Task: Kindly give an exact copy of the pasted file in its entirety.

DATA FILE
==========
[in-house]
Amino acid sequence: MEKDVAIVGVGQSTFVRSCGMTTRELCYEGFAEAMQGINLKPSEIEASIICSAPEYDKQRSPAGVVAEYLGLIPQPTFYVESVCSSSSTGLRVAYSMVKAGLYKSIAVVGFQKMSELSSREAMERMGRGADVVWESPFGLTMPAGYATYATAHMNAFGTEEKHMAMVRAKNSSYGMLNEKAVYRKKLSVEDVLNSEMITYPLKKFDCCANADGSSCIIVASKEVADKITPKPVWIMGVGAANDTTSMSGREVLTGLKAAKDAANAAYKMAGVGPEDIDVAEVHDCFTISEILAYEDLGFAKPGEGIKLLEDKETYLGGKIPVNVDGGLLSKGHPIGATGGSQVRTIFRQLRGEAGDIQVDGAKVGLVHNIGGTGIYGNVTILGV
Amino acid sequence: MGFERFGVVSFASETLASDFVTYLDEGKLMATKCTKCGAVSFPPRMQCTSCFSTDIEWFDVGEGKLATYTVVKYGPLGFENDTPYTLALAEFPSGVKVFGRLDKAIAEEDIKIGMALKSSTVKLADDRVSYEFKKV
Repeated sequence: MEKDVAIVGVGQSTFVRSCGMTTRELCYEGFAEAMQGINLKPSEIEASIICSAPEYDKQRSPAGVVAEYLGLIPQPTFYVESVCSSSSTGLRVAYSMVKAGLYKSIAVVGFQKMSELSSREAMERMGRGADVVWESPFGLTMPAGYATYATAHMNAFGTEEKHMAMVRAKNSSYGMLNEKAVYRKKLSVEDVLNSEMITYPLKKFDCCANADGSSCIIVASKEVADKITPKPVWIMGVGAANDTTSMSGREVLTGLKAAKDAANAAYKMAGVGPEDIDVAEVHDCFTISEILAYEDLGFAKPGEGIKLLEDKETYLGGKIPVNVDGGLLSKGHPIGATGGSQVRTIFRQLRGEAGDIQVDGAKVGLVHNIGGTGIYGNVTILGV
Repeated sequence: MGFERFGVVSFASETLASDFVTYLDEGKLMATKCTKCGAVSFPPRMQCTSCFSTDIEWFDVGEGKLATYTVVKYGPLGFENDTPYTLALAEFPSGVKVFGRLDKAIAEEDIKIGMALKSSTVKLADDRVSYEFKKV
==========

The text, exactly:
[in-house]
Amino acid sequence: MEKDVAIVGVGQSTFVRSCGMTTRELCYEGFAEAMQGINLKPSEIEASIICSAPEYDKQRSPAGVVAEYLGLIPQPTFYVESVCSSSSTGLRVAYSMVKAGLYKSIAVVGFQKMSELSSREAMERMGRGADVVWESPFGLTMPAGYATYATAHMNAFGTEEKHMAMVRAKNSSYGMLNEKAVYRKKLSVEDVLNSEMITYPLKKFDCCANADGSSCIIVASKEVADKITPKPVWIMGVGAANDTTSMSGREVLTGLKAAKDAANAAYKMAGVGPEDIDVAEVHDCFTISEILAYEDLGFAKPGEGIKLLEDKETYLGGKIPVNVDGGLLSKGHPIGATGGSQVRTIFRQLRGEAGDIQVDGAKVGLVHNIGGTGIYGNVTILGV
Amino acid sequence: MGFERFGVVSFASETLASDFVTYLDEGKLMATKCTKCGAVSFPPRMQCTSCFSTDIEWFDVGEGKLATYTVVKYGPLGFENDTPYTLALAEFPSGVKVFGRLDKAIAEEDIKIGMALKSSTVKLADDRVSYEFKKV
Repeated sequence: MEKDVAIVGVGQSTFVRSCGMTTRELCYEGFAEAMQGINLKPSEIEASIICSAPEYDKQRSPAGVVAEYLGLIPQPTFYVESVCSSSSTGLRVAYSMVKAGLYKSIAVVGFQKMSELSSREAMERMGRGADVVWESPFGLTMPAGYATYATAHMNAFGTEEKHMAMVRAKNSSYGMLNEKAVYRKKLSVEDVLNSEMITYPLKKFDCCANADGSSCIIVASKEVADKITPKPVWIMGVGAANDTTSMSGREVLTGLKAAKDAANAAYKMAGVGPEDIDVAEVHDCFTISEILAYEDLGFAKPGEGIKLLEDKETYLGGKIPVNVDGGLLSKGHPIGATGGSQVRTIFRQLRGEAGDIQVDGAKVGLVHNIGGTGIYGNVTILGV
Repeated sequence: MGFERFGVVSFASETLASDFVTYLDEGKLMATKCTKCGAVSFPPRMQCTSCFSTDIEWFDVGEGKLATYTVVKYGPLGFENDTPYTLALAEFPSGVKVFGRLDKAIAEEDIKIGMALKSSTVKLADDRVSYEFKKV